Some of the details on the characters and the shadows. 

Some of the details on the characters and the shadows. 

I'm pretty happy with how the poster and concept turned out in the end. Even more so when considering the tight timeframe for it. Having the hands poke out of the poster's frame also intensified the emotional impact for me. It almost seems as if they are out to come for you as well. The simple colour scheme of red, white and black also works really well. Or as Marije said, "You just can't go wrong with red, white and black in propaganda".

My poster was displayed near the UID entrance amongst other posters designed by my classmates.

My poster was displayed near the UID entrance amongst other posters designed by my classmates.

After our poster presentations it was time to focus on how we would turn our posters into a short animation. Now, this presented a problem for me. I hadn't really thought about the animation at all while coming up with the poster. First of all, the format was completely different. One challenge was to revamp the content and the message in a way that suited a landscape format. Secondly, I suddenly realised that animating those hands, characters and strings would be really, really difficult and time consuming.  I gave it a few shots, looking at creepy high definition wolf spider videos to get a sense of a twitchy and scary way for the hands to move. However, this is not something I'm going to reference here as I can't take the emotional trauma of looking at that video again. After what was most of a day I had to face the fact that I would need to go into a completely different direction to make this work.

I did the animation completely within Photoshop CS 6. It consisted of more than 40 layers and I would not recommend doing it ever again. I couldn't get rotation or scale transformations to work at all. As far as I could see these seem to be lacking from Photoshop's feature set.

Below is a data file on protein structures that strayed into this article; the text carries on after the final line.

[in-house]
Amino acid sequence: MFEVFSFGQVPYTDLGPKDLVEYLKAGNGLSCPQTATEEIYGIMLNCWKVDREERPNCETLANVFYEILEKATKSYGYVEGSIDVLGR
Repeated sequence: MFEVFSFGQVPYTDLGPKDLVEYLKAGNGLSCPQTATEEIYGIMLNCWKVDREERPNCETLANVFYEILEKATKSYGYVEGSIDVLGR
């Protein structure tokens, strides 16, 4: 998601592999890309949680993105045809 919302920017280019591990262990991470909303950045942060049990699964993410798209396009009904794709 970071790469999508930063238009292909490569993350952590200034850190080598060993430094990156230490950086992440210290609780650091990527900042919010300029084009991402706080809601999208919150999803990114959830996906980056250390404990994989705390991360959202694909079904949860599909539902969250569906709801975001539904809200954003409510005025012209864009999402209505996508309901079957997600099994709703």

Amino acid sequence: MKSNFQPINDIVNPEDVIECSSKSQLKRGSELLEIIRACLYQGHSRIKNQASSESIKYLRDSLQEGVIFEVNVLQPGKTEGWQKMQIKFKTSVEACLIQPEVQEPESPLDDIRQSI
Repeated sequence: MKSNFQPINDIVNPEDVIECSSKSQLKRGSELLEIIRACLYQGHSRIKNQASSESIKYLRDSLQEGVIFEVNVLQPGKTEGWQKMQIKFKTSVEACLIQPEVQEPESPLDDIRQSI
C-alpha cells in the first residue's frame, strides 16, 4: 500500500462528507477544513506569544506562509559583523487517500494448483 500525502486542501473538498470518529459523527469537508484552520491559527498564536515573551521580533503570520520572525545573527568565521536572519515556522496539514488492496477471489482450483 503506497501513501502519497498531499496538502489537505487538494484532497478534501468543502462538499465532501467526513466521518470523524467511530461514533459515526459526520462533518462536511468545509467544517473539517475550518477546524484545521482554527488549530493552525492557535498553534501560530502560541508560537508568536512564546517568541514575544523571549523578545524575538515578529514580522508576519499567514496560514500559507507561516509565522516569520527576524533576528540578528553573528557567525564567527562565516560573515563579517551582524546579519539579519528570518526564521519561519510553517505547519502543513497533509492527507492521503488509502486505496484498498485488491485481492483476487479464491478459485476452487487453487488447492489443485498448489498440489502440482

I did the animation completely within Photoshop CS 6. It consisted of more than 40 layers and I would not recommend doing it ever again. I couldn't get rotation or scale transformations to work at all. As far as I could see these seem to be lacking from Photoshop's feature set.

So reconsidering the context of Volaire mocking overly naive people and my song being a part of a operetta I decided to come up with my own "mini mock-opera in 15 seconds". Obviously, that doesn't allow for much of a story. But I could still convey the feeling of a stage performance and how things could go from perfectly fine to progressively worse. There was something ridiculous behind this idea and in the end I just decided to run with that. I reused a lot of different elements from the original poster, but in different ways. I kept the slogan but changed the typeface to better match my message of the animation. And obviously the whole thing just had to loop. So without further ado, I sincerely hope you can enjoy my 15 seconds of utter ridicule with a smile. 

Final animation for the 'Animated Poster' exercise.

Happy to report that my video got a lot of laughs from my classmates during the final presentation. Really happy with what I archived in this week, even though I kind of missed out on the chance to try and use some storytelling in the animation. Overall, these exercises a really starting to build my creative confidence and I am starting to believe in some of my abilities more. To top it off I asked Marije for advice on strengthening my skills and got such an encouraging reply that I can't restrain myself posting it here.

«Practise makes perfect. Perhaps you can push yourself and work in styles that are not necessarily yours. [...] But like I said, your graphical skills, for as far as i have witnessed them, are brilliant. Perhaps see about different ways you can apply them; push yourself conceptually; look at the world critically and aim to use your skills for change.»